NBC Picks Up Five New Shows -- But Will '30 Rock' & 'Parks & Rec' Be Back?

The network, which will announce its full fall lineup on Monday, reveals that it has already ordered a handful of pilots to series

What will be your next favorite TV show? Next week, the big networks are unveiling their fresh picks for fall, and who knows? One of them just might be your new pop culture obsession.

NBC will officially announce its fall lineup on Monday, but on Tuesday alone the network ordered five new pilots to series (that's in addition to the previously announced Matthew Perry dramedy Go On, and the Bryan Fuller-produced Hannibal). Here's what we know about the shows -- as well as how the deluge of new programming could affect the chances for 30 Rock, Parks & Recreation and Community to get picked up for another season.

The New Normal: No, it's not a satire about living through the Great Recession (although that would be very relatable). This new sitcom from Glee's Ryan Murphy focuses on a gay couple (Andrew Rannells and Justin Bartha) and the surrogate mommy (Georgia King) who's having their baby.

Revolution: "Hard to explain" might be the best way to describe this fast-paced, sci-fi thriller from Lost's J.J. Abrams. So we'll quote TV Line's Michael Ausiello as he takes a stab at it: "a high-octane action drama following a group of characters struggling to survive and reunite with loved ones in a world where all forms of energy have mysteriously ceased to exist." Alrighty then!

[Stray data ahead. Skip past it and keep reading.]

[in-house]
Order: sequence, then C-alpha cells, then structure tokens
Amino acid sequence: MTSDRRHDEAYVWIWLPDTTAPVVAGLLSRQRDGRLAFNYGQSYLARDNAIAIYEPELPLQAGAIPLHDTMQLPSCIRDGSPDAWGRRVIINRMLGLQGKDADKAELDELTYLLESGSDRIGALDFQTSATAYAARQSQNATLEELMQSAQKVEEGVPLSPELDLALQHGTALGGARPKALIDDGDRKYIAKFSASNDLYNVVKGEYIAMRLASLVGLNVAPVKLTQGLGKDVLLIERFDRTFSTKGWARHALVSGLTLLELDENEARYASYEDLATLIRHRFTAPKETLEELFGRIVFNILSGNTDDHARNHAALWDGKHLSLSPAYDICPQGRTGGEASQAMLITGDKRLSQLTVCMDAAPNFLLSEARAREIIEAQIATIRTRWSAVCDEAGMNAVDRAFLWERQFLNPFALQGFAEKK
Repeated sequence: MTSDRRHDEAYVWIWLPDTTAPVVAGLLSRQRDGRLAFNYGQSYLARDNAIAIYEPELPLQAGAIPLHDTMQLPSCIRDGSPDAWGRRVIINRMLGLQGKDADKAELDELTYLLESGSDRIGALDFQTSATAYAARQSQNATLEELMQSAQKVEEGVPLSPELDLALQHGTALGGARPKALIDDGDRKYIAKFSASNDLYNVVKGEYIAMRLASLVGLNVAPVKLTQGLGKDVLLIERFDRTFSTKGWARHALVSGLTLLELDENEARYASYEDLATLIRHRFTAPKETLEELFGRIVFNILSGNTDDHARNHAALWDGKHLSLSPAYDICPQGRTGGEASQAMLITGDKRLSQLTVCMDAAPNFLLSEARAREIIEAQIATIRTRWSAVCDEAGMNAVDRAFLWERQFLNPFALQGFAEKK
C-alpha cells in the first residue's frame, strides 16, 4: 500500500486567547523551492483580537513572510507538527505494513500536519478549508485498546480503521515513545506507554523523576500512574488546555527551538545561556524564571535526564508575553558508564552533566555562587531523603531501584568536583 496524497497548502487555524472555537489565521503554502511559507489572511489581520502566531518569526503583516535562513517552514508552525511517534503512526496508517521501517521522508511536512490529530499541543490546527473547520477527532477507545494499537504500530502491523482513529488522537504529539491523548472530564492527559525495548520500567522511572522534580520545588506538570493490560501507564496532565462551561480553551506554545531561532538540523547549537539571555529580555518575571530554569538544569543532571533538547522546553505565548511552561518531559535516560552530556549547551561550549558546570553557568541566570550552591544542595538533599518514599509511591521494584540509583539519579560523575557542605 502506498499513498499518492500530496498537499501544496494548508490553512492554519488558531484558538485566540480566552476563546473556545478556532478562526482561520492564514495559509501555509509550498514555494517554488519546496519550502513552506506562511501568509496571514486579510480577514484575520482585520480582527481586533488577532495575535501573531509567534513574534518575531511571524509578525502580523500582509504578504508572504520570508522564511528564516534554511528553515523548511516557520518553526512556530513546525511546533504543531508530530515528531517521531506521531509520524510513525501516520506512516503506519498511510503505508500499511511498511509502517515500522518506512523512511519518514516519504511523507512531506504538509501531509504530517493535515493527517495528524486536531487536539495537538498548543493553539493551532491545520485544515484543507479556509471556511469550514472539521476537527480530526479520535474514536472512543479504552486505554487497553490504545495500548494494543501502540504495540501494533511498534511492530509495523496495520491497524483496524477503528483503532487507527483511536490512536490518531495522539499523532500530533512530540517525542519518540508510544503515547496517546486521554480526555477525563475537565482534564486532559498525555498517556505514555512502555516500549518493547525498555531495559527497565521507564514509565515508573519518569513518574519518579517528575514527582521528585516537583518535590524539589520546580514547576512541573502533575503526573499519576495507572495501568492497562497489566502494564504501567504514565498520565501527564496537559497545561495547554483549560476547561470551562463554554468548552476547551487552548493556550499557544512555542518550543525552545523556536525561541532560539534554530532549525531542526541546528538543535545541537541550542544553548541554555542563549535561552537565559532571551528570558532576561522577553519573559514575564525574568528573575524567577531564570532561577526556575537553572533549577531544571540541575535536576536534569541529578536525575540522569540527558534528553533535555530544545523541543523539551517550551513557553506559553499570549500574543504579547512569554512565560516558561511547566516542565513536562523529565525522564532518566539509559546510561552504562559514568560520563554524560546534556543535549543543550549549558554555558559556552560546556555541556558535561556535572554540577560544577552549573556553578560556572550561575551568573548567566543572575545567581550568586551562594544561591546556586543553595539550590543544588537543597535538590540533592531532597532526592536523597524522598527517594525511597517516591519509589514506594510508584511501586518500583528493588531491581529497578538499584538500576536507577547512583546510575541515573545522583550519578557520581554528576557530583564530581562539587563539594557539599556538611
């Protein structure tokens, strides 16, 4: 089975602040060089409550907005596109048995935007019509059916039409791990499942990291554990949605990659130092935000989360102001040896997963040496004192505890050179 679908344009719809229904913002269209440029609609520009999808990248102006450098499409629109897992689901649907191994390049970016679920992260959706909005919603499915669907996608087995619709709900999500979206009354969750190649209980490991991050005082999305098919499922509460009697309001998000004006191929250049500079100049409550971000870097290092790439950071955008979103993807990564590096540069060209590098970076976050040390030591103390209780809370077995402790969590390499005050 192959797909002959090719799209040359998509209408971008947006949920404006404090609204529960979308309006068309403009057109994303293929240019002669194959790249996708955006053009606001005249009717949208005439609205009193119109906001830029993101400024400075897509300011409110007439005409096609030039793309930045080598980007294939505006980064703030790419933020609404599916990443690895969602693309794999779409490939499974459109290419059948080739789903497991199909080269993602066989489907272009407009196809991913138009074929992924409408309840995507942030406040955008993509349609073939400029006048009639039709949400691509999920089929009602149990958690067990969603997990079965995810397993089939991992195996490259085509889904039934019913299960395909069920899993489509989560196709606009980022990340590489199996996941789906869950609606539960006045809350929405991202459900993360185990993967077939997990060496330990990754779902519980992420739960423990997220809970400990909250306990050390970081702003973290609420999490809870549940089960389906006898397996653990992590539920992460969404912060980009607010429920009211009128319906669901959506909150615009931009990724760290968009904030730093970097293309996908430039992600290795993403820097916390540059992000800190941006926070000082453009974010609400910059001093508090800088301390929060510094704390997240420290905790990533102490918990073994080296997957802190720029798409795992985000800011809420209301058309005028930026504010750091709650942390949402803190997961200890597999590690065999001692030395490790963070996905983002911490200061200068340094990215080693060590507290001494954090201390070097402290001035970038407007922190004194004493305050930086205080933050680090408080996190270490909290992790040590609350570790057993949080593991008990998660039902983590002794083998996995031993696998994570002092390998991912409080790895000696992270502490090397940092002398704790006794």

Save Me: In this comedy, Men in Trees star Anne Heche plays a Cincinnati housewife who believes she's channeling God. This makes life difficult for her husband, a hotel manager who'd been planning to leave her for another woman. Interesting. (Where do they get this stuff?)

1600 Penn: It's a family comedy a la Modern Family. But this dysfunctional bunch happens to be the first family. Bill Pullman plays the POTUS, while Jenna Elfman plays the first lady.

Animal Practice: It's a workplace comedy, and the office is an animal hospital with a cranky vet (Justin Kirk). He likes animals, hates their owners, and no doubt puts up with a crazy array of helpers.

And what of NBC's existing Thursday night comedies, especially fan favorites like 30 Rock, Parks & Recreation and the low-rated Community? According to Deadline, 30 Rock will most likely be renewed for a final season of 13-14 episodes, and Parks and Community's renewals are considered probable too. But the site also reports that "all returning NBC comedy series are likely to get short orders" -- meaning fewer than the standard 22 episodes. Hey, it's not ideal... but we'll take it.

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